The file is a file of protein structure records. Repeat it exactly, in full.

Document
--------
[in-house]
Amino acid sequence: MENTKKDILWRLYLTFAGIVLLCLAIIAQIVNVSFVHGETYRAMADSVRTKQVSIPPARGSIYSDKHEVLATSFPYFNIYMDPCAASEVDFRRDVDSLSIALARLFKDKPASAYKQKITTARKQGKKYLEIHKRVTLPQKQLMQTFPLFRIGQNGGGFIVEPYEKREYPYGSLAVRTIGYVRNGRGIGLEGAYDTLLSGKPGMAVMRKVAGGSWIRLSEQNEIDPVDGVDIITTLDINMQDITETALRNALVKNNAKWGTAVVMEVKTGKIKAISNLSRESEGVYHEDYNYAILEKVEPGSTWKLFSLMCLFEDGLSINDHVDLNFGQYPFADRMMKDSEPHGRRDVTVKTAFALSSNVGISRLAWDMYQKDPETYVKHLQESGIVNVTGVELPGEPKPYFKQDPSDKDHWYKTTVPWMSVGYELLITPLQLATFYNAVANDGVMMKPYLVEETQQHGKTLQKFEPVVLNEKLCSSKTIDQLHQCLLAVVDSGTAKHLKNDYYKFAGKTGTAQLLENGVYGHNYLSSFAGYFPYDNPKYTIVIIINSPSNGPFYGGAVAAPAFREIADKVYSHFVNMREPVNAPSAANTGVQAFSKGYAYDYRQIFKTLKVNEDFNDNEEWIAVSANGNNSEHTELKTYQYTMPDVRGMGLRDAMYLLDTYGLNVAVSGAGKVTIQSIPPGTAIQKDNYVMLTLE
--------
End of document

[in-house]
Amino acid sequence: MENTKKDILWRLYLTFAGIVLLCLAIIAQIVNVSFVHGETYRAMADSVRTKQVSIPPARGSIYSDKHEVLATSFPYFNIYMDPCAASEVDFRRDVDSLSIALARLFKDKPASAYKQKITTARKQGKKYLEIHKRVTLPQKQLMQTFPLFRIGQNGGGFIVEPYEKREYPYGSLAVRTIGYVRNGRGIGLEGAYDTLLSGKPGMAVMRKVAGGSWIRLSEQNEIDPVDGVDIITTLDINMQDITETALRNALVKNNAKWGTAVVMEVKTGKIKAISNLSRESEGVYHEDYNYAILEKVEPGSTWKLFSLMCLFEDGLSINDHVDLNFGQYPFADRMMKDSEPHGRRDVTVKTAFALSSNVGISRLAWDMYQKDPETYVKHLQESGIVNVTGVELPGEPKPYFKQDPSDKDHWYKTTVPWMSVGYELLITPLQLATFYNAVANDGVMMKPYLVEETQQHGKTLQKFEPVVLNEKLCSSKTIDQLHQCLLAVVDSGTAKHLKNDYYKFAGKTGTAQLLENGVYGHNYLSSFAGYFPYDNPKYTIVIIINSPSNGPFYGGAVAAPAFREIADKVYSHFVNMREPVNAPSAANTGVQAFSKGYAYDYRQIFKTLKVNEDFNDNEEWIAVSANGNNSEHTELKTYQYTMPDVRGMGLRDAMYLLDTYGLNVAVSGAGKVTIQSIPPGTAIQKDNYVMLTLE